Stewart M. Patrick

The Internationalist

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Sea Change: A New Tool for Measuring Ocean Health

by Stewart M. Patrick
August 20, 2012

A fisherman is seen near a rubbish dump on the Sidon seafront in south Lebanon September 27, 2010. The dump, located near schools, hospitals and apartment blocks in Lebanon's third biggest city, has partially collapsed into the Mediterranean sea several times (Ali Hashisho/Courtesy Reuters). A fisherman is seen near a rubbish dump on the Sidon seafront in south Lebanon September 27, 2010. The dump, located near schools, hospitals and apartment blocks in Lebanon's third biggest city, has partially collapsed into the Mediterranean sea several times (Ali Hashisho/Courtesy Reuters).

I spent late July alongside the Bay of Fundy, marveling at the world’s most spectacular tides. But the power of the sea can be misleading. The world’s oceans may look omnipotent, but they are all too vulnerable to the short-sighted actions of mankind. As I wrote last summer from Norway’s  Lofoten Islands, the oceans are in deep crisis, thanks to rampant overfishing, calamitous pollution, and unprecedented acifidication induced by climate change.

Fortunately, a new tool has emerged to help us better understand the degradation of the world’s oceans and their immense importance to all species—not least Homo sapiens. The just-released Ocean Health Index analyzes how well countries are managing their coastal seas, measuring their performance across ten widely held public goals for healthy oceans. What makes the index unique—and for some environmentalists controversial—is its explicit recognition that there is no possibility of keeping the oceans in some immaculate state of nature, unaffected by human hands and activities. The index takes for granted that humans will continue to exploit the oceans for a variety of economic, recreational, and spiritual objectives. Its purpose is to let policymakers know whether current approaches to exploiting and managing the oceans are sustainable.

In the words of Benjamin Halpern, who led the project:

“People are now fundamentally integrated into every ecosystem on Earth. As such, nature not only includes people but also must address the needs of those people. This perspective…represents a radical departure from the goal that has driven ocean and land conservation efforts for centuries—to protect or return nature to a pristine state. In the 21st century, an era that many are calling the Anthropocene, that goal is impossible, and even counterproductive….For conservation and management to be successful, we need to change our relationship with nature, from trying to lock it away to using and enjoying it in a practical but necessarily sustainable way.”

To measure the “health” of the ocean in each country’s exclusive economic zone (generally, two hundred miles out to sea), the researchers identified ten categories of benefits that oceans provide to human populations, ranging from local fishing opportunities and storage of atmospheric carbon to preservation of biodiversity and tourism and recreation. The index then aggregates scores across all ten indicators to give final marks to some 171 nations and territories.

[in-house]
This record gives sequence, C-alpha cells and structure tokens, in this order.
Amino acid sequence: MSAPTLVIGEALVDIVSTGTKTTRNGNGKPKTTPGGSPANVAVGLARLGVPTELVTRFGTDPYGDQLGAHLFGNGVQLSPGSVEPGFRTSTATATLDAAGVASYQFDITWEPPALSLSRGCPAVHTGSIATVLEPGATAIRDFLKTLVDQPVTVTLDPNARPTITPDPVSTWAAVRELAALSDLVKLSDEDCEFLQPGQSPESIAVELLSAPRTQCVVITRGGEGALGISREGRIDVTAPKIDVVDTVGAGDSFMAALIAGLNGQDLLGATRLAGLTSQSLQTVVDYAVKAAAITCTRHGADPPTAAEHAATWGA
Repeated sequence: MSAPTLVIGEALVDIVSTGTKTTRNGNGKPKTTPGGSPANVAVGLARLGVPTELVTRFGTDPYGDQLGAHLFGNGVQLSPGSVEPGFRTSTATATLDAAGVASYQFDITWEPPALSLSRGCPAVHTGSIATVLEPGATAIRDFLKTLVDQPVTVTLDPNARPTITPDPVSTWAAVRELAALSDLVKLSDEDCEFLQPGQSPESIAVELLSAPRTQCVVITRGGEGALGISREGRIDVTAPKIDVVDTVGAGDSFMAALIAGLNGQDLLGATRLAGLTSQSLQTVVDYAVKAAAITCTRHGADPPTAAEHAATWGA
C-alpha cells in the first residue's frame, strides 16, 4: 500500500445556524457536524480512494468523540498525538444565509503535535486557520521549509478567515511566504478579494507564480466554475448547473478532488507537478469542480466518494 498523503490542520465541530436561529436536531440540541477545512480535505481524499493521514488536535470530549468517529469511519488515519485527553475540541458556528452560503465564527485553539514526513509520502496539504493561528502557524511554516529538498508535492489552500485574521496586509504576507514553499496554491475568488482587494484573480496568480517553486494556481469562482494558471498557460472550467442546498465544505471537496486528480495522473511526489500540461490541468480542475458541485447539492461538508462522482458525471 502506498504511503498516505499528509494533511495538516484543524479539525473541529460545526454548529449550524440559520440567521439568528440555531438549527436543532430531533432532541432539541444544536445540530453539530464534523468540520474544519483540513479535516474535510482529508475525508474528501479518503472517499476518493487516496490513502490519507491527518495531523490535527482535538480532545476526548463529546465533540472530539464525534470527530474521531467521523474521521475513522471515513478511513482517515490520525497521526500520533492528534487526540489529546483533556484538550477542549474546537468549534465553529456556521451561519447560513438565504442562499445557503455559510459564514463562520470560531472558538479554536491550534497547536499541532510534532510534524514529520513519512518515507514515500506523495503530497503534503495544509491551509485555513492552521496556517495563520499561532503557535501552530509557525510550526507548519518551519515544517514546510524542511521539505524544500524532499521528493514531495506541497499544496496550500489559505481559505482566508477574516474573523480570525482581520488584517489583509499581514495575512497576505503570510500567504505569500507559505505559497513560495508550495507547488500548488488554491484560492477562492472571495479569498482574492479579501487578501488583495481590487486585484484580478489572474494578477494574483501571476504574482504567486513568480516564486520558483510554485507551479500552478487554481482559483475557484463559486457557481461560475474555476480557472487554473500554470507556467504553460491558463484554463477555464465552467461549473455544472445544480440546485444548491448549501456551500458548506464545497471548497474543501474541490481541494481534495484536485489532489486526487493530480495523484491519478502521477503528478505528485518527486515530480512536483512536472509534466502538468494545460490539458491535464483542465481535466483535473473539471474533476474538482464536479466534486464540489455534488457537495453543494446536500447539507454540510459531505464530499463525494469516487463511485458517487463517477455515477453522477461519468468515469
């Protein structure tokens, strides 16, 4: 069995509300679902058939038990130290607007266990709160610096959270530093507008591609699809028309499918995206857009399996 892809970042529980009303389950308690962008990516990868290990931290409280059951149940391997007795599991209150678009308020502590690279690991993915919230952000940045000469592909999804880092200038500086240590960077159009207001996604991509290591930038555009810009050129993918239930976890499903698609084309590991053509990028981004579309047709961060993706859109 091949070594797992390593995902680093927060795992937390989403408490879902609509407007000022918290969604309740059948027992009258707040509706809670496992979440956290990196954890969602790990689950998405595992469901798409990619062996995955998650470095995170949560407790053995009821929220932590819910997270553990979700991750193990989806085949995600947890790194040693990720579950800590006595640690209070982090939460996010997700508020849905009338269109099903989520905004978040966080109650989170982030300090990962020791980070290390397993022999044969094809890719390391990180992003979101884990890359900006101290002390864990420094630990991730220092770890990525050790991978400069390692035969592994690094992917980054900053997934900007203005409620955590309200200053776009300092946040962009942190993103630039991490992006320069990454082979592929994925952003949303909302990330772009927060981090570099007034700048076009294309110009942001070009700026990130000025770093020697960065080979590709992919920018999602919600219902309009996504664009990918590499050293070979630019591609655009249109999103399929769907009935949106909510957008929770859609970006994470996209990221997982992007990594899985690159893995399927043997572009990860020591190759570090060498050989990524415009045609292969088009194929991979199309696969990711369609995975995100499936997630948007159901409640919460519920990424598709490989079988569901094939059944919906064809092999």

The overall conclusions are relatively optimistic, compared with some past assessments that predicted “unprecedented loss of species comparable to the great mass extinctions of prehistory.”

Overall, the world earned an average score of 60 out of one hundred, with tiny Jarvis Island (a U.S. territory in the Pacific) receiving the global high of 86. Germany ranked not far behind, at 73, demonstrating that “the index rewards ‘sustainable use’ as well as ‘conservation.’” Unsurprisingly, developing countries with poor governance or recent histories of violent conflict ranked lower: Sierra Leone, Liberia, and the Ivory Coast earned scores of 36, 37, and 38, respectively. And yet not all developed countries fared well, with Singapore and Poland earning 48 and 42, respectively.

For its part, the United States came in twenty-seventh with a 63. Notably, the Gulf Coast pulled down the U.S. average, given unbridled offshore oil drilling, pollution from sewage plants and agricultural fertilizer, and even discarded chemical weapons.

Since the index will be recalculated annually, it will provide a useful standard to evaluate responsible ocean stewardship in coming years, both in the United States and other maritime nations. The index should gain policy attention at the Conference of the Parties to the Convention on Biological Diversity in October, and could also inform the first global integrated marine assessment, scheduled to be undertaken in the next UN General Assembly.  It should also provide a useful analytical tool to support the World Bank-sponsored “Global Partnership for Oceans,” launched in February by former Bank President Robert Zoellick.

Finally, the Ocean Health Index should empower citizens around the world to hold their leaders accountable when it comes to protecting the world’s marine environment for future generations. The index is yet another valuable step toward ensuring that the ecosystem services provided by nature are considered, rather than ignored, in the world of public policy.

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  • Posted by Prof M E Yeolekar

    Ocean Health Index should serve as an additionally useful indicator in monitoring efforts undertaken towards environment protection and preservation in context of human well being and human health.It is a natural corollary to caring for land and air.Integrated assessment should throw more light on finer aspects for further action.

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